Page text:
A large majority of Americans want Congress to substantially increase the minimum wage as part of an effort to reduce the nation’s expanding economic inequality, according to a new Washington Post-ABC News poll.
As a growing share of the country’s income flows to the very wealthiest, the poll found that 57 percent of Americans say lawmakers should pursue policies aimed at balancing an economic system they think is out of whack. Nearly two in three say federal policy is tilted toward helping the rich over Americans who are less well-off, according to the survey.
The findings come as President Obama has moved to refocus national attention on the problems of inequality and decreasing social mobility. Earlier this month, he called confronting the twin issues “the defining challenge of our time.” He added that “making sure our economy works for every working American” will be a central task of his remaining time in office.
Obama recently came out in favor of rasing the minimum wage to $10.10 an hour — a much larger increase than he had proposed in his State of the Union address in February, when he advocated raising it to $9 an hour.
Increasing the minimum wage, which has stood at $7.25 an hour since 2009, is one of the chief policy tools economists recommend to address inequality. It is also popular among everyday Americans: About two in three say the wage floor should be lifted, and the average wage suggested is $9.41 an hour.
The idea of using public policy to combat inequality is much more popular among Democrats and independents than it is among Republicans. Three in four Democrats and 58 percent of independents say Washington should pursue policies to address inequality, a sentiment that was shared by just two in five Republicans.
A similar divide is evident when it comes to the minimum wage. Eighty-five percent of Democrats support raising the wage, while Republicans are split 50-45 on the issue, the poll found.
Republicans support a lower wage floor than Democrats, when asked separately about their preferred dollar amount. On average, Democrats favor a minimum wage of just over $10, while Republicans want it to be about $8.60 an hour. Independents fall in between, supporting an average minimum wage of about $9.40 an hour. All three groups set their preferred minimum wage higher than the current $7.25, but far below a $15 wage sought by some worker advocates.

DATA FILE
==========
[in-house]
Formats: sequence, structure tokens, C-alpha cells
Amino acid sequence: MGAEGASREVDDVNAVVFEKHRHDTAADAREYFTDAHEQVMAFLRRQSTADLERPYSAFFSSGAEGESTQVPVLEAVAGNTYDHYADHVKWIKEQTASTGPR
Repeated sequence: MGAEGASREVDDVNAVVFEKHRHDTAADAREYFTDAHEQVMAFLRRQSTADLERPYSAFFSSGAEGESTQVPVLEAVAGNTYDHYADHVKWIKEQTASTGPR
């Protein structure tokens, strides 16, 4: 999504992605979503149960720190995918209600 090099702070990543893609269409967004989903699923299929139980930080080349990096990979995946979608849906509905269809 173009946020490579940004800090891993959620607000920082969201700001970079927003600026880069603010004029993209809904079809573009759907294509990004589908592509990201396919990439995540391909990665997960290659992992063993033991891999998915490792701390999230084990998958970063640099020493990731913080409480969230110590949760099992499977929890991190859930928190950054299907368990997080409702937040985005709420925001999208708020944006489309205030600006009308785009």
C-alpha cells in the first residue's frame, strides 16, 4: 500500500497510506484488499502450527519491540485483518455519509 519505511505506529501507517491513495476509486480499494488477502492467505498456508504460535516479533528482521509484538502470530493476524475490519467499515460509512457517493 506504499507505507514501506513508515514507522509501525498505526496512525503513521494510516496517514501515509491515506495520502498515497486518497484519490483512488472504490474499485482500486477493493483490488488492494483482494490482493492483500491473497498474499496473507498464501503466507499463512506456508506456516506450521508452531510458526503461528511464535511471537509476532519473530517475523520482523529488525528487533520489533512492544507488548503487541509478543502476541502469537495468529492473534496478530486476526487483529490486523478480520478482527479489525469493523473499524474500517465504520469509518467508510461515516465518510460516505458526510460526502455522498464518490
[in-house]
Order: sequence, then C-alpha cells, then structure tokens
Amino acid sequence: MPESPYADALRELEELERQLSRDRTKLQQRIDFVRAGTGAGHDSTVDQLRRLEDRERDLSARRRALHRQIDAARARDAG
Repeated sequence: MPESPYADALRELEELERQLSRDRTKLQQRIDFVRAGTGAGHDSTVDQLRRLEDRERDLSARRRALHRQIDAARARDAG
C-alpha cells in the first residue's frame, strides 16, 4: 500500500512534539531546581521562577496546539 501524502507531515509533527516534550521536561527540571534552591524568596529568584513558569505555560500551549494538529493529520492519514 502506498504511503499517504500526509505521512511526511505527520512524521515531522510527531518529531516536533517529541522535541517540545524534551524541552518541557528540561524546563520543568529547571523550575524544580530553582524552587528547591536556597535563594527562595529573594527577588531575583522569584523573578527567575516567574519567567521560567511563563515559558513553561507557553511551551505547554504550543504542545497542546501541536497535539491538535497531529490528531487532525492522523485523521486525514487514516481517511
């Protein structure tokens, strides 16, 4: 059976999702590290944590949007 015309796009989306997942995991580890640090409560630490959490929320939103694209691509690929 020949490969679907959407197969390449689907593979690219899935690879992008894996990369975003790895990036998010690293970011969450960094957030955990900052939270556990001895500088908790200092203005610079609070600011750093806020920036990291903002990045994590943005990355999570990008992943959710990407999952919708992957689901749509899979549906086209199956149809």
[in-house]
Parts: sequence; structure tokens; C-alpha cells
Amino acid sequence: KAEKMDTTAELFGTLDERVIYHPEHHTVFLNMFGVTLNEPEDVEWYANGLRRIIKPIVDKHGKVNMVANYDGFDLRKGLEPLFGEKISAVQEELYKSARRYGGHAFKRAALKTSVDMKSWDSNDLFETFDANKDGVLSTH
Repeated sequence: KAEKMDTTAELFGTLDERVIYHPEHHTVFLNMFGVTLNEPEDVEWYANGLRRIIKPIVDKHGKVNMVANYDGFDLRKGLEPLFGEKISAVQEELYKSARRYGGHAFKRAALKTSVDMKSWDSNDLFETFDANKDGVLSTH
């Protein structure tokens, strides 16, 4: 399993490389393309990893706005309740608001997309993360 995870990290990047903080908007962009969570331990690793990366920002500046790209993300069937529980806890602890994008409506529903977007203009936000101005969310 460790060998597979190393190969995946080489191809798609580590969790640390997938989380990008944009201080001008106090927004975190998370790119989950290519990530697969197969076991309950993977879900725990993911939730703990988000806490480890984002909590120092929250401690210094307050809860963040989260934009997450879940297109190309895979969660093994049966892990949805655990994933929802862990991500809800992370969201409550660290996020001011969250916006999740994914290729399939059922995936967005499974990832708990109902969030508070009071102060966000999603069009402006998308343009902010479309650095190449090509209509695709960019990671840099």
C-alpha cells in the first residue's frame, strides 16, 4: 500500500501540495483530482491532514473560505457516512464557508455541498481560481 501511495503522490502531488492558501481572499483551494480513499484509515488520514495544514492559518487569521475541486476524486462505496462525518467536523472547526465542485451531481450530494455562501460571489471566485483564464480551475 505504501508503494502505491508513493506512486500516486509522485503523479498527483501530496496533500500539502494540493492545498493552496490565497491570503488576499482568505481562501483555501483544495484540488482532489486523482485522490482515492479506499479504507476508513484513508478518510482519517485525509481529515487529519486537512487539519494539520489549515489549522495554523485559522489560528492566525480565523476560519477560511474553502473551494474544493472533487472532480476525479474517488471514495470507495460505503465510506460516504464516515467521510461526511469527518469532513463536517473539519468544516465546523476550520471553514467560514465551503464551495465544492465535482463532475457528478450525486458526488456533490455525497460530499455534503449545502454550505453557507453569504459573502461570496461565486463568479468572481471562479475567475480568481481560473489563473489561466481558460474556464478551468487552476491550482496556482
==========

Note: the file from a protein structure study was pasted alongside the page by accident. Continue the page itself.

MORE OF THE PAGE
Although partisans disagree about what should be done about inequality, economists say the issue has reached dimensions not seen since the years preceding the Great Depression.
Whether calculated by comparing the growth in wages of the highest-income Americans with the lowest, or the proportion of wealth controlled by the richest Americans, or the ratio of wages for production workers to those of chief executives, inequality has grown. Americans have consistently called for government to aim policies at shrinking the gap.
Two years ago, when the Occupy Wall Street movement helped move the issue into the mainstream of political debate, a Post-ABC poll found that more than six in 10 perceived a widening wealth gap and 60 percent wanted Washington to pursue policy to address it, similar to today’s 57 percent mark. In the fall of 2012, 52 percent of registered voters shared that sentiment.
Although some policymakers point to minimum-wage increases, more widespread unionization, better education opportunities and bolstering income-support programs such as the Earned Income Tax Credit as possible remedies, enacting those policies has always proved difficult.
“A majority of the public might favor some policies that the minority that has the most influence is less enthusiastic about,” said Martin Gilens, a politics professor at Princeton University. “On some policies, there is ambivalence among the public. While there is strong support for opportunity-enhancing policies to reduce inequality, there is less support for directly redistributive policies.”
Obama has periodically invoked inequality as a problem and promised to address it. Yet economic inequality has only widened on his watch.
Between 2009 and 2012, the incomes of the top 1 percent of earners grew by more than 31 percent, according to Emmanuel Saez, an economist at the University of California at Berkeley, while the incomes of the bottom 99 percent expanded by just 0.4 percent.
“He’s got a Republican House and even members of the Democratic Party who are strongly aligned with business interest, who are at best ambivalent about some of these policies that certainly are not popular among business interests that have to foot the bill,” Gilens said. “When you have divided government and multiple veto points, policies that even a majority of people support can be difficult to adopt.”
The new Post-ABC poll was conducted Dec. 12-15 among a random national sample of 1,005 adults, including interviews on land lines and with cellphone-only respondents. The overall margin of sampling error is plus or minus 3.5 percentage points.
Scott Clement contributed to this report.